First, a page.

Is anyone else ever really, really scared?

I just need some encouraging words.
I am so scared that I will never grow old.
That I will lose my sight.
That everything I’ve worked for in life will be for nothing.
This disease is killing me in so many ways.
Laser surgery 3/4 tomorrow for retinopathy.
I am 26 years old. It shouldn’t be this hard. It shouldn’t ever be this hard.

Yes— i’m scared too. I feel that i can now remember to check my feet daily and to watch that damn clock and prick every couple of hours and log everything…what happens when i’m older and just can’t do it --??? I have no partner, no mate, no one to look after me

When i get to that place of feeling frightened, i just try and remember to stay PRESENT. To stay in the ‘now’ and create the energy of feeling blessed and happy so that i will attract the same.

Hang in there - we all need you to serve as a testimonial for us so that we too stay encouraged. Live each hour with joy and gratitude –
I didn’t say it was easy…i just said it was necessary :slight_smile:

Call on me anytime- I am KAT

I agree it shouldn’t be that hard. I was sort of scared in my mid-30s when I started seeing obituaries for 35 year olds in the newspaper that listed the ADA or JDRF in lieu of flowers. I had sort of written off the possibility of getting old too however I have been pleased to last until 43 so far. I hope your procedure tomorrow goes great!!

Yes, we all get scared. But I have found that it is best to not dwell on what may happen in the future, because that will only serve to depress you. So far I have lived with t1 for over 20 years, and I am trying to live as if I will live with it for 50 more. I will have a normal, happy, long life. I can’t allow myself to think otherwise or I will be consumed with self pity and depression. I have been there. As Kat said, live for the “now”.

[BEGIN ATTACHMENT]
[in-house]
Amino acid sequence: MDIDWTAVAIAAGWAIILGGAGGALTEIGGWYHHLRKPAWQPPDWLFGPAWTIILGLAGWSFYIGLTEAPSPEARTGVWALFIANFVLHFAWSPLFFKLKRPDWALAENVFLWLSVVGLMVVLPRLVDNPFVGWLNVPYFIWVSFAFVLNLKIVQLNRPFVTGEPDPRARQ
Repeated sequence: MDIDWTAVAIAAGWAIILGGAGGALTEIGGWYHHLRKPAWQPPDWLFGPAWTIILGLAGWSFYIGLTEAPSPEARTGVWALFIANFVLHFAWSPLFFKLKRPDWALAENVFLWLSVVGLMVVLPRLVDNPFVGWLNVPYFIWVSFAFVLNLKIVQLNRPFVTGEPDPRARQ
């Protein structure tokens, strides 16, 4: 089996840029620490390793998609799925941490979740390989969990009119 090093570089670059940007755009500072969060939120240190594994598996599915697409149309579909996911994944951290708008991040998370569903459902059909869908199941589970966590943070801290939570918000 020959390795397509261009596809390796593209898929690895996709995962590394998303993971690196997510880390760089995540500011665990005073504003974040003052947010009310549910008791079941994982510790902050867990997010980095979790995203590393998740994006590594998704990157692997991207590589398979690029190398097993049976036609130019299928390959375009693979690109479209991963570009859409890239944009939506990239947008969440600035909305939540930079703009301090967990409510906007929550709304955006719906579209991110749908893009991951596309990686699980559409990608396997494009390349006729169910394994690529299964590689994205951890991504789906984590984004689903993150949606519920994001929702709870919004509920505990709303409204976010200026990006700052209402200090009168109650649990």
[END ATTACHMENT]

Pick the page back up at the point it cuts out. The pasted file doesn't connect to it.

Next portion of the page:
I must confess that I have the same things on my mind at times.I am afraid that I will go too low at night and never wake up or that diabetes will destroy everything. But we can get through this. It helps me to not think and worry about the future… take it one day at a time and do the best you can for that day. My 18th T1 diabetic anniversary will be on 3/3 and since that terrible day there have been so many medical advancements and new toys to help us have a more convenient life and be more on accurate with treatment. I went from a big gray meter that was bigger than my hand that took SO much blood and SO much time and only R and N insulin to the introduction of humalog, a meter that gave results in 10sec , to insulin pens, to lantus and novalog, meters with results in 5,to insulin pumps with crappy huge scary needles that were hard to disconnect, to water proof pumps and comfortable infusion sets, to the dexcom continuous BGL monitor, to apidra (kicks in after like 30 minute for me…LOVE the new insulin). New “toys” and meds are coming out all the time and I know that if we stay tight with the “Betic rules” and keep in touch with the endo we can be healthy and happy. I wish you the best of luck with your procedure tomorrow.

You’re right – it should never be this hard. But it is.